I don't think I am explaining well. the 1/4" thick piece of purpleheart when it came off the blade had a section where the teeth of the saw blade had taken out more material than the rest. In a half circle. this left a very small gap when I glued them together. It was on the bottom so I ignored it. That piece, if I try to plane it, I don't know how I'd keep it fixed in place. My bench dogs are higher than 1/4" so my plane would slam into them. So I'd have to use a clamp to secure it to the top of my bench. And thats where I was worried I'd just end up tapering the piece. 

i totally get it. If you clamped a thinner piece (1/8"-3/16") of wood down to act as a plane stop it would be a quick and easy process. Try using something like this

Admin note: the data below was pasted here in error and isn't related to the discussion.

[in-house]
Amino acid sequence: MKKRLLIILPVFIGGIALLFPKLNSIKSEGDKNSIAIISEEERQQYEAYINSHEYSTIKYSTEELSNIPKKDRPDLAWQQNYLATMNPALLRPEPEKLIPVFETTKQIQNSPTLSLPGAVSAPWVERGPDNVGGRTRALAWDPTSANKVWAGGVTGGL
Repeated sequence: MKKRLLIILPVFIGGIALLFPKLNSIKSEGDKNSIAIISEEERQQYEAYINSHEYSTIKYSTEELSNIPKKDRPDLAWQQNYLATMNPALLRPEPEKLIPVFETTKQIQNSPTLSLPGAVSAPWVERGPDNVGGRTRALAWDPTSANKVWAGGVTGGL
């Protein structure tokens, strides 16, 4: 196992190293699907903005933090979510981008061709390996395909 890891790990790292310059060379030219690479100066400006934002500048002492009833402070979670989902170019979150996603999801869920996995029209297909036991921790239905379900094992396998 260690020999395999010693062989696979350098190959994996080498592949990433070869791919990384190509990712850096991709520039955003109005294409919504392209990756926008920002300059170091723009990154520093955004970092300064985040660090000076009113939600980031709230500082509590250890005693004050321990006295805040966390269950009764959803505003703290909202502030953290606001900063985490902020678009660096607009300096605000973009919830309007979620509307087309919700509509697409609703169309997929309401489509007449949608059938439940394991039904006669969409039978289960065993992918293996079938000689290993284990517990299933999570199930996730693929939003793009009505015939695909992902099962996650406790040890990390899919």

http://www.finewoodworking.com/item/108812/a-planing-stop-for-long-and-thin-boards 

If you are taking a shaving from the beginning of the piece to the end of the piece, technically you shouldn't taper it. If you don't try, you will never know ! 

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3 minutes ago, shaneymack said:

i totally get it. If you clamped a thinner piece (1/8"-3/16") of wood down to act as a plane stop it would be a quick and easy process. Try using something like this 

http://www.finewoodworking.com/item/108812/a-planing-stop-for-long-and-thin-boards 

If you are taking a shaving from the beginning of the piece to the end of the piece, technically you shouldn't taper it. If you don't try, you will never know ! 

Well I'm gonna add that planing stop to the list of things that should have been obvious. Thanks sir.